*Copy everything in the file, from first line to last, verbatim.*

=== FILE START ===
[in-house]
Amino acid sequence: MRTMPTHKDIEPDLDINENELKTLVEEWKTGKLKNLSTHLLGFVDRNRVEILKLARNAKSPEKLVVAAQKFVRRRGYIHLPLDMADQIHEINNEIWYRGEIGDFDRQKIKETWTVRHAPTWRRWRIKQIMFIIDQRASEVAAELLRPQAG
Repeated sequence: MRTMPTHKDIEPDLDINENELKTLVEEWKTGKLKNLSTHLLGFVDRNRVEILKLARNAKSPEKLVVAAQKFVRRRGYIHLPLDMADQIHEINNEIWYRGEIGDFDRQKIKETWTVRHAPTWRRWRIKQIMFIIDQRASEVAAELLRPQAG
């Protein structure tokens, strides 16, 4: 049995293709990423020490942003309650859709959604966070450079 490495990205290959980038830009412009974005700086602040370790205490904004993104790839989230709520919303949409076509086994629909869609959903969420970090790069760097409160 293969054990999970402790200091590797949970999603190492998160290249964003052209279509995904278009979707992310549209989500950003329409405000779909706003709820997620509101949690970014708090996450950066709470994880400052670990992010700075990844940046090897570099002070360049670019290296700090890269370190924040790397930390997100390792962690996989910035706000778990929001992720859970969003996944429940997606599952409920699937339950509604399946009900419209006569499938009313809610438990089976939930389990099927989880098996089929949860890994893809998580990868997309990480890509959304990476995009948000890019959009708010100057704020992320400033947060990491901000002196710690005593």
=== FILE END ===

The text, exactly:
[in-house]
Amino acid sequence: MRTMPTHKDIEPDLDINENELKTLVEEWKTGKLKNLSTHLLGFVDRNRVEILKLARNAKSPEKLVVAAQKFVRRRGYIHLPLDMADQIHEINNEIWYRGEIGDFDRQKIKETWTVRHAPTWRRWRIKQIMFIIDQRASEVAAELLRPQAG
Repeated sequence: MRTMPTHKDIEPDLDINENELKTLVEEWKTGKLKNLSTHLLGFVDRNRVEILKLARNAKSPEKLVVAAQKFVRRRGYIHLPLDMADQIHEINNEIWYRGEIGDFDRQKIKETWTVRHAPTWRRWRIKQIMFIIDQRASEVAAELLRPQAG
């Protein structure tokens, strides 16, 4: 049995293709990423020490942003309650859709959604966070450079 490495990205290959980038830009412009974005700086602040370790205490904004993104790839989230709520919303949409076509086994629909869609959903969420970090790069760097409160 293969054990999970402790200091590797949970999603190492998160290249964003052209279509995904278009979707992310549209989500950003329409405000779909706003709820997620509101949690970014708090996450950066709470994880400052670990992010700075990844940046090897570099002070360049670019290296700090890269370190924040790397930390997100390792962690996989910035706000778990929001992720859970969003996944429940997606599952409920699937339950509604399946009900419209006569499938009313809610438990089976939930389990099927989880098996089929949860890994893809998580990868997309990480890509959304990476995009948000890019959009708010100057704020992320400033947060990491901000002196710690005593």